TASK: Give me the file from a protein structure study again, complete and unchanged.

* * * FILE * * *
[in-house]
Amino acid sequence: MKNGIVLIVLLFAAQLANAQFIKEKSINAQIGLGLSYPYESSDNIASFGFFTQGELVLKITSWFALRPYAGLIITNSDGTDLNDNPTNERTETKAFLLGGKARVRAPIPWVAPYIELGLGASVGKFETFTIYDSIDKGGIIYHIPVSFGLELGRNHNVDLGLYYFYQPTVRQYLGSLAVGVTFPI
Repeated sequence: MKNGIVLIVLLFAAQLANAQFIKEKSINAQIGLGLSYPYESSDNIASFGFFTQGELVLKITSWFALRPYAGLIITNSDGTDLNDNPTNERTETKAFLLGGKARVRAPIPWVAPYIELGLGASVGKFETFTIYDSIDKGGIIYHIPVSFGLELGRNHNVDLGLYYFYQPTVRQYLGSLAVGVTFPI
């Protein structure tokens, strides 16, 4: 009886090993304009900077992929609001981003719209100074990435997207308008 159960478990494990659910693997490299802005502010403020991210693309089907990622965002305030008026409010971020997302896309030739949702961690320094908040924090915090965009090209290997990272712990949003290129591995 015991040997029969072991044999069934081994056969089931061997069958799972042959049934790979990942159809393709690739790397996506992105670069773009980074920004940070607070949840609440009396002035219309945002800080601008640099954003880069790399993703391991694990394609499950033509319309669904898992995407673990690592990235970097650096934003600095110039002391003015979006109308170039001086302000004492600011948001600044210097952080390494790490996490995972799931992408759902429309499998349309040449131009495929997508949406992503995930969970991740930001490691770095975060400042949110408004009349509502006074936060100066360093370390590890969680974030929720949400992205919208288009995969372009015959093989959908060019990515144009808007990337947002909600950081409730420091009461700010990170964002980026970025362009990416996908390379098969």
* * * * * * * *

[in-house]
Amino acid sequence: MKNGIVLIVLLFAAQLANAQFIKEKSINAQIGLGLSYPYESSDNIASFGFFTQGELVLKITSWFALRPYAGLIITNSDGTDLNDNPTNERTETKAFLLGGKARVRAPIPWVAPYIELGLGASVGKFETFTIYDSIDKGGIIYHIPVSFGLELGRNHNVDLGLYYFYQPTVRQYLGSLAVGVTFPI
Repeated sequence: MKNGIVLIVLLFAAQLANAQFIKEKSINAQIGLGLSYPYESSDNIASFGFFTQGELVLKITSWFALRPYAGLIITNSDGTDLNDNPTNERTETKAFLLGGKARVRAPIPWVAPYIELGLGASVGKFETFTIYDSIDKGGIIYHIPVSFGLELGRNHNVDLGLYYFYQPTVRQYLGSLAVGVTFPI
């Protein structure tokens, strides 16, 4: 009886090993304009900077992929609001981003719209100074990435997207308008 159960478990494990659910693997490299802005502010403020991210693309089907990622965002305030008026409010971020997302896309030739949702961690320094908040924090915090965009090209290997990272712990949003290129591995 015991040997029969072991044999069934081994056969089931061997069958799972042959049934790979990942159809393709690739790397996506992105670069773009980074920004940070607070949840609440009396002035219309945002800080601008640099954003880069790399993703391991694990394609499950033509319309669904898992995407673990690592990235970097650096934003600095110039002391003015979006109308170039001086302000004492600011948001600044210097952080390494790490996490995972799931992408759902429309499998349309040449131009495929997508949406992503995930969970991740930001490691770095975060400042949110408004009349509502006074936060100066360093370390590890969680974030929720949400992205919208288009995969372009015959093989959908060019990515144009808007990337947002909600950081409730420091009461700010990170964002980026970025362009990416996908390379098969």